The single most important event of the US Presidential election took place last week and to my knowledge it has gone completely unreported.
This was not the video tape of Donald Trump’s grotesque and deeply offensive sexual banter from 2005.
It was the public confirmation that an intelligence agency is directly interfering in an ongoing US Presidential election.
The intelligence agency in question is not however that of Russia as is being reported. It is that of the United States itself.
To understand why this is so, consider the statement US intelligence published last week on the subject of alleged Russian hacking of the Democratic National Committee and of other US agencies involved in the election. It reads as follows:
“The U.S. Intelligence Community (USIC) is confident that the Russian Government directed the recent compromises of e-mails from US persons and institutions, including from US political organizations. The recent disclosures of alleged hacked e-mails on sites like DCLeaks.com and WikiLeaks and by the Guccifer 2.0 online persona are consistent with the methods and motivations of Russian-directed efforts. These thefts and disclosures are intended to interfere with the US election process. Such activity is not new to Moscow—the Russians have used similar tactics and techniques across Europe and Eurasia, for example, to influence public opinion there. We believe, based on the scope and sensitivity of these efforts, that only Russia’s senior-most officials could have authorized these activities.”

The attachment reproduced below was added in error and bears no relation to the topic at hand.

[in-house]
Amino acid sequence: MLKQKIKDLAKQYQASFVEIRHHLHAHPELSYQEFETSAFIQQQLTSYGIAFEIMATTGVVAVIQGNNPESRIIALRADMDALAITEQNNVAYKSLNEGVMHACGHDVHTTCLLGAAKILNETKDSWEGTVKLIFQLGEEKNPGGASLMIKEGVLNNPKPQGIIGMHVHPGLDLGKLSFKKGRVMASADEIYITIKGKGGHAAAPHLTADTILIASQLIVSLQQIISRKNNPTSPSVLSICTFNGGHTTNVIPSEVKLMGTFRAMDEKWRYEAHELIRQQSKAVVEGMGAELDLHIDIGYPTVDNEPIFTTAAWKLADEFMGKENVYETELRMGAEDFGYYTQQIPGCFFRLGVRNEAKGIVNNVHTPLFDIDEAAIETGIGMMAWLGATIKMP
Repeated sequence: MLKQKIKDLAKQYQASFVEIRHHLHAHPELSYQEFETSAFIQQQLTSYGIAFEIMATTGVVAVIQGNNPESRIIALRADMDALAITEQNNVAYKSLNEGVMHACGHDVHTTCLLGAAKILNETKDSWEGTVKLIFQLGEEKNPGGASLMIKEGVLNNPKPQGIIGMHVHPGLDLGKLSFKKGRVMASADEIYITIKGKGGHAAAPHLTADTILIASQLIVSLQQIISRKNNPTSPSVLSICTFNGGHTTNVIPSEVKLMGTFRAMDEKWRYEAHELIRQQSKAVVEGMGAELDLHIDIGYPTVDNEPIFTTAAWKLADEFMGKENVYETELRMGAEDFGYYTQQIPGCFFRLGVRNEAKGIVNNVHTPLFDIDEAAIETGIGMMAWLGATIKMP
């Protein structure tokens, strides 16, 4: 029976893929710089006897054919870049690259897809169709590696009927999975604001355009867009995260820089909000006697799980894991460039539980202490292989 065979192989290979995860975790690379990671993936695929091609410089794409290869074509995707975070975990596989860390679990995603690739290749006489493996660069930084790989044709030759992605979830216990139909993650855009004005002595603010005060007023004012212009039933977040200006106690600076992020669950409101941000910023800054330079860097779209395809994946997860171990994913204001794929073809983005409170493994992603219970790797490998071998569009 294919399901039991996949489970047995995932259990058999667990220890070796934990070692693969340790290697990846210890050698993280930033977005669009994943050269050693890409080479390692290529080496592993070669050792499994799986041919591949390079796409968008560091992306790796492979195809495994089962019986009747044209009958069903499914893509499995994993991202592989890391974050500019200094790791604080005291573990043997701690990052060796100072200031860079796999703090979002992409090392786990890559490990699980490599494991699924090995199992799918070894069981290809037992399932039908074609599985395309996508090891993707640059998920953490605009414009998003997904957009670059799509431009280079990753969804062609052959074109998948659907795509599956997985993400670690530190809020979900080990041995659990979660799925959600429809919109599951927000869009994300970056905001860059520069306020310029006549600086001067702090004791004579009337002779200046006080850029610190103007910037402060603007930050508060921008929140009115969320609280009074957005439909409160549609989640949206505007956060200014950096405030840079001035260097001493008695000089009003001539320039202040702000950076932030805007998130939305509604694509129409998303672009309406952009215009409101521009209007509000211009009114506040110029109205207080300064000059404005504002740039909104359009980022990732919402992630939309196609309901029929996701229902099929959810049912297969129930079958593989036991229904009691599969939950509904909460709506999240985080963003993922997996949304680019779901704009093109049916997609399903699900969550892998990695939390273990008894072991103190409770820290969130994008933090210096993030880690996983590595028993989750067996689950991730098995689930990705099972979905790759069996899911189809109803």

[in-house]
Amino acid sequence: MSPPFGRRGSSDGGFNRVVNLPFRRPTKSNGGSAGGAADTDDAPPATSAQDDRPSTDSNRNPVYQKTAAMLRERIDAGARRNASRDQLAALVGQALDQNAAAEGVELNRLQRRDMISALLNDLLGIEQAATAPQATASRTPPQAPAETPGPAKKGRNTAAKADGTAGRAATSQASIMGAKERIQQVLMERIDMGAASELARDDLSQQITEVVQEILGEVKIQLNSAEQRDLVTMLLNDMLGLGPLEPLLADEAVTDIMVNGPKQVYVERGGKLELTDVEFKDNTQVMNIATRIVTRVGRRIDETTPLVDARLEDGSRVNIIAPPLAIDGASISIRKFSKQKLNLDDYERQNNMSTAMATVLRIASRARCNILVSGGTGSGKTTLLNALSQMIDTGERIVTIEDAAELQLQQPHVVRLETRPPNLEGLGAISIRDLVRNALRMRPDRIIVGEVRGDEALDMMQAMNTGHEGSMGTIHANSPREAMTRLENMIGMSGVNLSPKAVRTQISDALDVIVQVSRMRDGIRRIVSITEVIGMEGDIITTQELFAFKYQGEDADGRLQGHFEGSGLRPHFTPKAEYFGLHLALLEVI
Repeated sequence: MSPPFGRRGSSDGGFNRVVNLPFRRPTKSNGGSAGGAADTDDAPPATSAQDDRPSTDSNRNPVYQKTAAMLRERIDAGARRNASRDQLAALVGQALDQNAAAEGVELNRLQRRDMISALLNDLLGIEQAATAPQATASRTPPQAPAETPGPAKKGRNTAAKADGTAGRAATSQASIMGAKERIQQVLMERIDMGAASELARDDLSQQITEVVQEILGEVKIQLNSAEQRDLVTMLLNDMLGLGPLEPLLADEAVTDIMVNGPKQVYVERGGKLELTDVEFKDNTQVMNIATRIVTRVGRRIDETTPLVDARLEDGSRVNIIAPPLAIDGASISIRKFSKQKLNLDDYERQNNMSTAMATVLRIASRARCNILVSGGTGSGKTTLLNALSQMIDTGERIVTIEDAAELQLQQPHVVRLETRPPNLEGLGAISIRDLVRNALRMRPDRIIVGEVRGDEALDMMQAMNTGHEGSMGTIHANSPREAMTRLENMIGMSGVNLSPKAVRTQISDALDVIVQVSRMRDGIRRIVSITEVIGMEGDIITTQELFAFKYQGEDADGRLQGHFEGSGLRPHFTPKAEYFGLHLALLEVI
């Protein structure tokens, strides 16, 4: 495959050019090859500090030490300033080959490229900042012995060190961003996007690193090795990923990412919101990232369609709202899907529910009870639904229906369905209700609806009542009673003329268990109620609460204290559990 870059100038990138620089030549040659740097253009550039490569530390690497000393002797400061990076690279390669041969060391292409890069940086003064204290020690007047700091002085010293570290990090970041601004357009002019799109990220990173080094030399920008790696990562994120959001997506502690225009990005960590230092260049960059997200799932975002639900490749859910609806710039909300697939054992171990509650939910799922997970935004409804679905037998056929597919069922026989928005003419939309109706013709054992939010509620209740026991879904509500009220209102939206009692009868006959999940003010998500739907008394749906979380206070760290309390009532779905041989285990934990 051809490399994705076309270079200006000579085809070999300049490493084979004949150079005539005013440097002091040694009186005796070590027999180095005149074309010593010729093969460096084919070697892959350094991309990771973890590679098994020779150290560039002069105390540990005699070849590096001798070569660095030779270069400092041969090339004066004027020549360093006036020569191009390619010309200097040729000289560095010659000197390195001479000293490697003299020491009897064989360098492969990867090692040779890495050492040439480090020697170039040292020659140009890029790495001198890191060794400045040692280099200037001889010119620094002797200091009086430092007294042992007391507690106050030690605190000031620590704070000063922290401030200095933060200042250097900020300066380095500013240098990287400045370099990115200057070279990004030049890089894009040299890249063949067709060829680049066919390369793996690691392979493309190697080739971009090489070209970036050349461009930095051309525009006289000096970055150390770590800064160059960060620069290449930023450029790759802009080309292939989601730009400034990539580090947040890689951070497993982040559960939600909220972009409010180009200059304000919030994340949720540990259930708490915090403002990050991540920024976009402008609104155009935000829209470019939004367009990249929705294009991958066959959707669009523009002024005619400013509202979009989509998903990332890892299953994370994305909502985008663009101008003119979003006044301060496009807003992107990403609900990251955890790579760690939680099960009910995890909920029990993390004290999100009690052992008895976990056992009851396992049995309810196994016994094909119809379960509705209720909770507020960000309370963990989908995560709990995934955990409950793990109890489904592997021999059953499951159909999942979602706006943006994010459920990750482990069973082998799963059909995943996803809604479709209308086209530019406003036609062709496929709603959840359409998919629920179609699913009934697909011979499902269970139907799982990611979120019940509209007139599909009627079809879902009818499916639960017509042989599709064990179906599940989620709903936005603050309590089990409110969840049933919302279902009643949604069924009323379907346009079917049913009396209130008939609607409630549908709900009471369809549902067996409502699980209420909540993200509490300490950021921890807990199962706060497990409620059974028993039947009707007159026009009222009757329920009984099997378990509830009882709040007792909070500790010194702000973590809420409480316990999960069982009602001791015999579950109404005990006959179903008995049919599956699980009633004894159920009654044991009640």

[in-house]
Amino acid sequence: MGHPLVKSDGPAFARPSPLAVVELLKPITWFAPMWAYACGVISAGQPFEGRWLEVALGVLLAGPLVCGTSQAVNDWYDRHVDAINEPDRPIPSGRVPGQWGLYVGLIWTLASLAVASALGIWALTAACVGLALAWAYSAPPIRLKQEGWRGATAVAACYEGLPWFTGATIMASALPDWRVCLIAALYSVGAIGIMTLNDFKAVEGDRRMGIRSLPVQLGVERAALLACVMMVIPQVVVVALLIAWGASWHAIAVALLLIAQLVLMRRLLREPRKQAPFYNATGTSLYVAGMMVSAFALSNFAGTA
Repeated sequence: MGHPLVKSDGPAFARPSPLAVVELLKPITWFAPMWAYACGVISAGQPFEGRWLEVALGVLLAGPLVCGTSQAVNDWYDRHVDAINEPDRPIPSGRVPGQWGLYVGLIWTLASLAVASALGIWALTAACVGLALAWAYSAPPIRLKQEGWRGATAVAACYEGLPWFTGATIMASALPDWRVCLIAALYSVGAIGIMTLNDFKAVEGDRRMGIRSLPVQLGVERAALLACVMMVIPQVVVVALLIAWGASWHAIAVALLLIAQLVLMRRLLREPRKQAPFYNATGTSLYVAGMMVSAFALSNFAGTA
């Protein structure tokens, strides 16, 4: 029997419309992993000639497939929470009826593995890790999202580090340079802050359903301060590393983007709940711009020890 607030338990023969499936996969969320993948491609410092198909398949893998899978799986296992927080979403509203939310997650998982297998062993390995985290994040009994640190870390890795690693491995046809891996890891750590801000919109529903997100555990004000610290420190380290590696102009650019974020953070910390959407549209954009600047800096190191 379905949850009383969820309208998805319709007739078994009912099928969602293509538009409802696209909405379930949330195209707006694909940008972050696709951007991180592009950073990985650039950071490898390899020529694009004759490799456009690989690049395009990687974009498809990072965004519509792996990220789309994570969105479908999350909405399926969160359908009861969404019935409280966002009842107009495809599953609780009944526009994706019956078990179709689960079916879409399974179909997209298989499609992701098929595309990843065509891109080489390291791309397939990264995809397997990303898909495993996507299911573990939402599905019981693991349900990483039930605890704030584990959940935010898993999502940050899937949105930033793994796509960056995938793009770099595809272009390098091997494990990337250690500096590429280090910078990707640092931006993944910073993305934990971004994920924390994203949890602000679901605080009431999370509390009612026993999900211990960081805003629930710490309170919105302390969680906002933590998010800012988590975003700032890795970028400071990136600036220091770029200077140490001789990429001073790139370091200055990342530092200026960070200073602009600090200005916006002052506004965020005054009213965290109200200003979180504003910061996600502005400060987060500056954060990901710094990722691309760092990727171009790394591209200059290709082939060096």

(bold italics added)
The statement is an implicit admission that US intelligence has no evidence to back its allegations of Russian hacking.
It is merely “confident” – not “sure” – that it is the Russians who are behind the hacking, and it is clear from the statement that it arrived at this conclusion purely through inference: because the hacks supposedly were “consistent with the methods and motivations of Russian-directed efforts”.